AAV7 Amphibious Assault Vehicle


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AAV7 Amphibious Assault Vehicle
AAV7 Amphibious Assault Vehicle
AAV7 (photo: https://www.youtube.com/c/MilitaryTVOfficial/)

Amphibious Assault Vehicle. The Amphibious Assault Vehicle was formerly known as LVTP7 by the US Marine Corps and other users. It is a big amphibious tracked vehicle that is designed to land troops on sandy beaches. This vehicle is intended as a replacement for the LVTP5 series in which the production commencing during 1970-1971, this vehicle was then renamed the AAV7 in 1985. It had been produced not only for the US Marines but also for seven export customers, including Argentina, Brazil, Italy, South Korea, Spain, and Thailand.

It was planned that the AAV7A1 amphibious assault vehicle was supposed to be replaced with a next-generation amphibious combat vehicle. A new Expeditionary Fighting Vehicle was designed as a replacement, however due to funding problems and the ageing AAV7s which are still in use, it was not adopted by the US Marine Corps. It is planned that refurbished and upgraded AAV7s will remain operational until 2035.

Moving on further, let's take a look at general characteristic of this vehicle. The AAV7 has a crew of three, including commander, gunner, and driver. The capacious troop compartment of the AAV7 can accommodate up to 25 marines or around 4,500 kg of supplies. The troops are seated on benches, the entry and exit being via a large rear-mounted ramp or roof hatches. In addition, the AAV7 is launched at sea from amphibious assault ships. This armoured vehicle is self-deploying. It is intended for a forced entry into the semi-aquatic areas. The main task of the vehicles during an amphibious assault is to spearhead a beach and to secure coastline for ongoing troops. Once ashore the AAV7 can operate alongside other armoured vehicles. Its functions include guarding checkpoints, patrolling, and carrying troops and supplies further inland. This amphibious armoured vehicle has a welded aluminium Armor hull. The reason for this is that an aluminium hull is significantly more rigid than a steel hull. It made possible to reduce the number of reinforcing structures and make the interior more useable. Armor of the AAV7 provides protection against small arms fire and shell splinters. The AAV7 has been found to be extremely sensitive to landmines and improvised explosive devices in recent military situations.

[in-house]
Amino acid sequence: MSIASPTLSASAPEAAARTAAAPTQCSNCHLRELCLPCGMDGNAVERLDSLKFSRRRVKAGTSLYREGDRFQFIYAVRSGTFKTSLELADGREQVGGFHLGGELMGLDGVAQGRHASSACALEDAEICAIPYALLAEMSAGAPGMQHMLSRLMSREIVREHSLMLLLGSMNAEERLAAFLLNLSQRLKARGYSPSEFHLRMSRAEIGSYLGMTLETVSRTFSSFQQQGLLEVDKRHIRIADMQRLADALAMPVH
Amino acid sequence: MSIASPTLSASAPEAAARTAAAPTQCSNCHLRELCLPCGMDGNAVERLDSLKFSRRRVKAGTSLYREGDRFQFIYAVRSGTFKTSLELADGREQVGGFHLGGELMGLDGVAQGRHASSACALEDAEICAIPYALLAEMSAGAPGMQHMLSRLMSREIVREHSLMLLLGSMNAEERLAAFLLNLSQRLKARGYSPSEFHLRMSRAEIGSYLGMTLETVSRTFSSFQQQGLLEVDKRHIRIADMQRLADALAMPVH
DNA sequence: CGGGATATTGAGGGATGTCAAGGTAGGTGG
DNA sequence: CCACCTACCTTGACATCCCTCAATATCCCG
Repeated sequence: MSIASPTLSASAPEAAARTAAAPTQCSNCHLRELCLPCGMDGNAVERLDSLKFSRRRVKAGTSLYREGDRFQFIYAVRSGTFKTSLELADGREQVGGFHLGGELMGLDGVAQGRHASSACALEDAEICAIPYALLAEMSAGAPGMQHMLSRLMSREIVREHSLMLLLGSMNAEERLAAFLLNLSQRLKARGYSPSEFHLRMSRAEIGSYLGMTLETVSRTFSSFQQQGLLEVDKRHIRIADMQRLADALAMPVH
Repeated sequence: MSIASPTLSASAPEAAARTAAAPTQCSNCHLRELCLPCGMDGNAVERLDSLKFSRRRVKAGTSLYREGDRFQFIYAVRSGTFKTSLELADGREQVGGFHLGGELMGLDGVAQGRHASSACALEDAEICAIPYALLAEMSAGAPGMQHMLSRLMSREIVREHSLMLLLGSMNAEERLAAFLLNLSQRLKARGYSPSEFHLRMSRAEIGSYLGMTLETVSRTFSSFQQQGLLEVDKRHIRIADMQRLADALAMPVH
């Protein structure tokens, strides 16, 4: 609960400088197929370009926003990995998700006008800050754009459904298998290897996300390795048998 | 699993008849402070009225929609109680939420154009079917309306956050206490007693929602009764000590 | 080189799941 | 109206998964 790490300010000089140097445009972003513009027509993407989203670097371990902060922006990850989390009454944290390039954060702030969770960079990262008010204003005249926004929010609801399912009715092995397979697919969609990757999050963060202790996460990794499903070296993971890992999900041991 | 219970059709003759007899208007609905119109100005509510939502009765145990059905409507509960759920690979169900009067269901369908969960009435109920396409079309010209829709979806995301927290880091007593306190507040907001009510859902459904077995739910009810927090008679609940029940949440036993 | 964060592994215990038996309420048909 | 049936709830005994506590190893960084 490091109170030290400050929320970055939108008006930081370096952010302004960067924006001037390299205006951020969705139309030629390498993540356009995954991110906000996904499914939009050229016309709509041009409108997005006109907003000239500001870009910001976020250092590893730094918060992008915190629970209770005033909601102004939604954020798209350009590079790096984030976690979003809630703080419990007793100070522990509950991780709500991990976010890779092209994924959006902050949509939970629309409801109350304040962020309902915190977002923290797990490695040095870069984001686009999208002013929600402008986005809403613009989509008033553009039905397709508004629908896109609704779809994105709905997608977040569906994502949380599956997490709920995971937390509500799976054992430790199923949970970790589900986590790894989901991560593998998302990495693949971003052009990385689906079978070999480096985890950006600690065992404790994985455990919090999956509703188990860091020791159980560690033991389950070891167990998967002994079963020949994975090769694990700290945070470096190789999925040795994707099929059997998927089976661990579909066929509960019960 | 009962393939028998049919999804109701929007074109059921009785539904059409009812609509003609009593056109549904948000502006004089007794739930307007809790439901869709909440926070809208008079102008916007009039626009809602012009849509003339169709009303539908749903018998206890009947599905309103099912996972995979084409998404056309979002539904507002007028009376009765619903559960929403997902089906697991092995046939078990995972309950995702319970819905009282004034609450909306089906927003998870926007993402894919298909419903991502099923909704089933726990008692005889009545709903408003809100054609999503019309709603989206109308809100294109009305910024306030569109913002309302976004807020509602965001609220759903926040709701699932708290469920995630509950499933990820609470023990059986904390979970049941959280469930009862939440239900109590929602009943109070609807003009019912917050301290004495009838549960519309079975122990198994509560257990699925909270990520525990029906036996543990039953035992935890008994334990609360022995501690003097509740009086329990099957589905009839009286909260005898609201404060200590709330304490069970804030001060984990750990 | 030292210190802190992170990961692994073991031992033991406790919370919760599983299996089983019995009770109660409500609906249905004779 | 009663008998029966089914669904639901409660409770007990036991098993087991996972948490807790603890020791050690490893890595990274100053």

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In terms of design, the AAV7 features a small turret and was originally equipped with a 12.7 mm heavy machine gun. Later it appeared that a single machine gun was insufficient. Thus, a 40 mm automatic grenade launcher was added on improved AAV7A1 model. The upgraded AAV7 is powered by a new and more powerful engine and is fitted with new waterjets. This upgrade was developed by a Science Applications International Corporation (SAIC) and was first revealed in 2016. KAAV7A1 is a South Korean license-produced version of the AAV7A1.

It also has heavier turrets with 20- or 30 mm cannons which were tested on this amphibious vehicle, however, eventually were not adopted. This vehicle was originally powered by a Detroit Diesel 8V53T turbocharged diesel engine, developing 400 hp and its engine is mounted at the front. It has a multi-fuel engine, which can run on any grade of petrol, diesel, aviation fuel or kerosene. The latest production model was the AAV7A1, and the earlier models were later brought up to this standard in the late 1970s. AAV7A1 improvements included a new Cummins diesel engine pack, night vision devices, a new weapon station control system, improved ventilation, and many other detail changes. Further improvements included universal weapon mounting capable of accommodating a 40 mm automatic grenade launcher as well as 12.7 mm machine gun.

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Talking about its operational history, twenty U.S. built were used by Argentina during the 1982 invasion of the Falkland Islands with all of them returning to the Argentine mainland before the war ended. From 1982 to 1984, LVTP-7s were deployed with U.S. Marines as part of the multi-national peacekeeping force in Beirut, Lebanon. As Marines became increasingly involved in hostilities, several vehicles sustained minor damage from shrapnel and small arms fire. On October 25th, 1983, the U.S. Marine LVTP-7s conducted a highly successful amphibious landing on the island of Grenada as part of Operation Urgent Fury. It was heavily used in the 1991 Gulf War and Operation Restore Hope. Moreover, after the 2003 invasion of Iraq, the AAV-7A1s were criticized for providing poor protection for the crew and passengers compared to other vehicles, such as the . Eight were disabled or destroyed during the Battle of Nasiriyah, where they faced RPG, mortar, tank, and artillery fire.

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Also, on August 3rd, 2005, 14 U.S. Marines and their Iraqi interpreter were killed when their AAV struck a roadside bomb in the city of Haditha in the Euphrates River valley in western Iraq. Another case took place when eight U.S. Marines and one U.S. Navy sailor died on July 30th, 2020, when their AAV sank in the Pacific Ocean off the coast of San Clemente Island, California, during a training exercise, ahead of an upcoming deployment. As a result of the incident, on December 15th, 2021, the U.S. Marine Corps announced that it has banned its fleet of amphibious armoured personnel carriers from maritime operations except in emergencies.

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